Now that it’s cold, our adventures are indoors again.
We roll down the long, gleaming white corridors in search of old friends, the Sunday bingo game, the library where we are always welcomed with great warmth.
All buildings are connected via basement tunnels. Some tunnels are curved with small half-round windows throwing sun light inward in the shape of inverted smiles.
My guy had been sinking into his illness, but has stabilized and improved to where he enjoys things more. Talking is difficult, but he fights through and lets me know if his hat needs adjusting, if he is cold, if he wants to play Bingo or go visit the nurses and aides in his old, pre-dementia ward.
On arriving back at the ward’s day room I tell him that we did well today, I hardly ran his wheelchair into any walls or doors. He got the joke and laughed, which is perhaps the height of my comedy career.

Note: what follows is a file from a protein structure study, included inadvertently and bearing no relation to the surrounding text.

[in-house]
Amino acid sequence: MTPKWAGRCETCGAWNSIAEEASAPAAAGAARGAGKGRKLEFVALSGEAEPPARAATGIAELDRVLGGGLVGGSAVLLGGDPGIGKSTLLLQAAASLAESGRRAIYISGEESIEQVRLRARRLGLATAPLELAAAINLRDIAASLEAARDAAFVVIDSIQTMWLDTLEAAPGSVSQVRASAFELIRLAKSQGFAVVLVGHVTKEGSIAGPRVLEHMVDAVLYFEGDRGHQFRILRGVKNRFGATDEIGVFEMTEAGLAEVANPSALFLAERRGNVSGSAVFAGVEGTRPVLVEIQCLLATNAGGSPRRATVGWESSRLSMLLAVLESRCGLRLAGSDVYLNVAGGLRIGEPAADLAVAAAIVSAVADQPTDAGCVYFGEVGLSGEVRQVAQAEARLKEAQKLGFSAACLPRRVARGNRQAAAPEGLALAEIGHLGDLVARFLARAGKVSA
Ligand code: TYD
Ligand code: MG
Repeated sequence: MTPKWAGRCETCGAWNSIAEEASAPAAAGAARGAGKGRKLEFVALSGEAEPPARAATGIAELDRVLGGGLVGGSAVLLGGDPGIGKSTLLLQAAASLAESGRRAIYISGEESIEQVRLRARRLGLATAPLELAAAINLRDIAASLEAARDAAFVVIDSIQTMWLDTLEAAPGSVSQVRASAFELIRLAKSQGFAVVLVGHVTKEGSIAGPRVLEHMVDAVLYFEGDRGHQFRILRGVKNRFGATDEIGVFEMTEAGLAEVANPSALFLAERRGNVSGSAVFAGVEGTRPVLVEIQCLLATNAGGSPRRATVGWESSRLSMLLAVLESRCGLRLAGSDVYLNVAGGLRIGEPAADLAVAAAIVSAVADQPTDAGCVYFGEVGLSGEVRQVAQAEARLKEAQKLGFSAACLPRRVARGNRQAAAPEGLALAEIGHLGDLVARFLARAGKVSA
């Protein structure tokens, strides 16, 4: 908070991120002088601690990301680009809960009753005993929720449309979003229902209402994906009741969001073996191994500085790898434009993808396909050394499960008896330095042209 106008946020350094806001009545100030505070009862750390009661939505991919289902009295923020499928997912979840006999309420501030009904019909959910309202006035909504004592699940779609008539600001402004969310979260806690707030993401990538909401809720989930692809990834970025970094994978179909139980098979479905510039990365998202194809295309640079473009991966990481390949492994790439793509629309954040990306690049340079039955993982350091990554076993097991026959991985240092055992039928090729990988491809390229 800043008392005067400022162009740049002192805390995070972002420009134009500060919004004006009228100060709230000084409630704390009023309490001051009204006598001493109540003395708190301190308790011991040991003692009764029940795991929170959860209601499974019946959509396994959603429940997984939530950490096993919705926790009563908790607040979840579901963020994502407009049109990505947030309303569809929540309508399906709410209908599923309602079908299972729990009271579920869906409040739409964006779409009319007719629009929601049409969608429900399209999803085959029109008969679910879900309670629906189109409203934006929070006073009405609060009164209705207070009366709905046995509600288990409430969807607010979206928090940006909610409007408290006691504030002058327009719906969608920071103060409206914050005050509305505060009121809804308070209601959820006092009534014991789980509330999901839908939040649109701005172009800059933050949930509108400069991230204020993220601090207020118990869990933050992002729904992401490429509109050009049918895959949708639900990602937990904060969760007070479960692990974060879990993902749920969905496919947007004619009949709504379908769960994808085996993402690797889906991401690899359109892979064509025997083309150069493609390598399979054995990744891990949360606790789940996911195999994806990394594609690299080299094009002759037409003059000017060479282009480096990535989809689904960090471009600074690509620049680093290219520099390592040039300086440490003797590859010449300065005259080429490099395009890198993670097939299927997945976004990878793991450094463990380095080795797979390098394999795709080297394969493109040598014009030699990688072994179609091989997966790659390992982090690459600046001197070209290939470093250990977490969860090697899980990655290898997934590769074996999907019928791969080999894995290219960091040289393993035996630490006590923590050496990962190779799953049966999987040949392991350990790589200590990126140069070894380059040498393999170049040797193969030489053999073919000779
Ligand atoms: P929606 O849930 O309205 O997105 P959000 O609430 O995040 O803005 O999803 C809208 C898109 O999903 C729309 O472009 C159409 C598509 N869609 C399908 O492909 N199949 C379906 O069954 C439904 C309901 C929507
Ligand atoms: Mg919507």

When I left I told him I would be back Wednesday and asked what should he remember? “Don’t take any wooden nickels,” he responds, our regular goodbye ritual.
As I am leaving I see a fellow sitting in his wheelchair, not watching the Patriot’s game on the fuzzy TV. He is looking straight ahead at nothing. His shoulders are going up and down and I look to see if he is laughing or crying. But I can’t tell. Perhaps there is another emotion going on that I don’t know of.